BRAIN Initiative Scientists Connect Virtually at 6th Annual Meeting
Even the Covid-19 pandemic could not stop BRAIN Initiative scientists from connecting for their annual gathering this year. Instead of the usual in-person assembly, for the first time ever, the annual BRAIN Initiative investigators meeting took place as a 2-day virtual event, June 1-2.
Marking its sixth year, the meeting brought together the diverse groups supporting the U.S. BRAIN Initiative, including federally funded scientists, staff and leadership, as well as non-federal organizations, researchers interested in joining the BRAIN community and the public. The virtual conference was hosted on LabRoots—a scientific and educational social networking website—which provided an interactive forum for scientific discussions, plenary addresses and networking opportunities.
“Each year, I look forward to this meeting to learn about the great science being supported by the BRAIN Initiative, make new connections with other scientists in the field, meet with students, and, quite frankly, I just enjoy hanging out with my friends to talk about science and other things,” said newly appointed BRAIN Initiative director Dr. John Ngai. “The covid pandemic has deeply affected each of us as well as our communities and this has precluded us from having an in-person meeting this year. So while we work together to recover from this crisis, it is important for us to acknowledge and celebrate the many great discoveries that have been made over the last year and to imagine how we are going to use these discoveries to invent our scientific future.”
The meeting featured keynote lectures, trainee award highlight talks and symposium sessions covering various neuroscience topics—from electrode tool development and advances in neurotechnologies for human research, to model system diversity and connectomics capabilities. Also included was a neuroethics discussion on Covid-19 as well as workshops on narrative methods in science communication and correcting miscommunication and using social media to promote BRAIN science.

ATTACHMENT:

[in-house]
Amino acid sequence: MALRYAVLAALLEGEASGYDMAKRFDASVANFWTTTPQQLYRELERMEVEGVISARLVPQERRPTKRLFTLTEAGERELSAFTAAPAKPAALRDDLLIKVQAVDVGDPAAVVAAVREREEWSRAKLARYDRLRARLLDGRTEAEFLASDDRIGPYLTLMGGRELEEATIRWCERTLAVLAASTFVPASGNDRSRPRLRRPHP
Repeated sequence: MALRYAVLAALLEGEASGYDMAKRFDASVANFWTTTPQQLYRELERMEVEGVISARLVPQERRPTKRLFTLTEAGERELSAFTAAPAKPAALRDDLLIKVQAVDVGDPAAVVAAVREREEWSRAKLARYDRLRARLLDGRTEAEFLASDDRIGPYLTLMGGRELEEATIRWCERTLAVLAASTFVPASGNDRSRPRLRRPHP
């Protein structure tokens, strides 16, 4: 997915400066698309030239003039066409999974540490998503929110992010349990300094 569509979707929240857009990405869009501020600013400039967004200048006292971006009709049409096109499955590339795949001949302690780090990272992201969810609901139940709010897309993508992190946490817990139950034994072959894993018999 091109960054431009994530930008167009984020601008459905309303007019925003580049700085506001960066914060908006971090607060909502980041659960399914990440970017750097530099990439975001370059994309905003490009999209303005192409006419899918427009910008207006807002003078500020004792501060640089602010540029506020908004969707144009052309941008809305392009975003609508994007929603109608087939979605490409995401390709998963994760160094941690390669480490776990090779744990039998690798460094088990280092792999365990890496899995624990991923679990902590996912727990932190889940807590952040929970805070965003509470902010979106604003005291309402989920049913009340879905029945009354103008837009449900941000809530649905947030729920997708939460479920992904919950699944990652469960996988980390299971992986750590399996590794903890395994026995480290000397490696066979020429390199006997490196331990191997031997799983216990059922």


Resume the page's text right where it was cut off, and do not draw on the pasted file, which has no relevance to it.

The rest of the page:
“The virtual forum brought together well over 4,000 BRAIN scientists, leadership and staff,” said Ngai. “It also welcomed the media and the public, making it truly an open space for sharing the latest tools and discoveries in neuroscience research.”
In fact, more than 4,400 people registered for this first-ever cyber BRAIN meeting. On the first day, there were 2,571 unique visitors to the meeting page, which was more than 58 percent of those registered and an impressive feat according to LabRoots. Even more noteworthy was that most visitors (1,870) stayed on the site for over 2 hours and viewed more than 47,000 pieces of content.
The virtual experience also managed to embrace many aspects of the in-person meetings. Attendees were able to interact with speakers via live moderated Q&A sessions and with one another via chat boxes. People participated in public group chats on subjects like neuroethics and team science in the networking lounge. They also visited the online poster halls featuring more than 400 abstracts and explored federal and non-federal exhibitor booths.
Posters, exhibit materials, broadcasts and resources are available free of charge on-demand through May 2021 at https://www.labroots.com/virtual-event/2020-6th-annual-brain-initiative-investigators-virtual-meeting.
Winners of the 2020 Show Us Your BRAINS! Photo and Video Contest were announced on the second day. The contest—which demonstrates the creativity of BRAIN scientists—showcased cool, eye-catching image submissions from anyone engaged in the initiative, regardless of discipline, career stage or funding source.
The meeting’s program committee helped select the top 12 images and videos, which were posted online for public voting in the days leading up to the event. The winning top 3 photos and top 3 videos were announced on June 2.
To view all the winning images, visit https://www.braininitiative.nih.gov/about/winners-2020-show-us-your-brain-contest.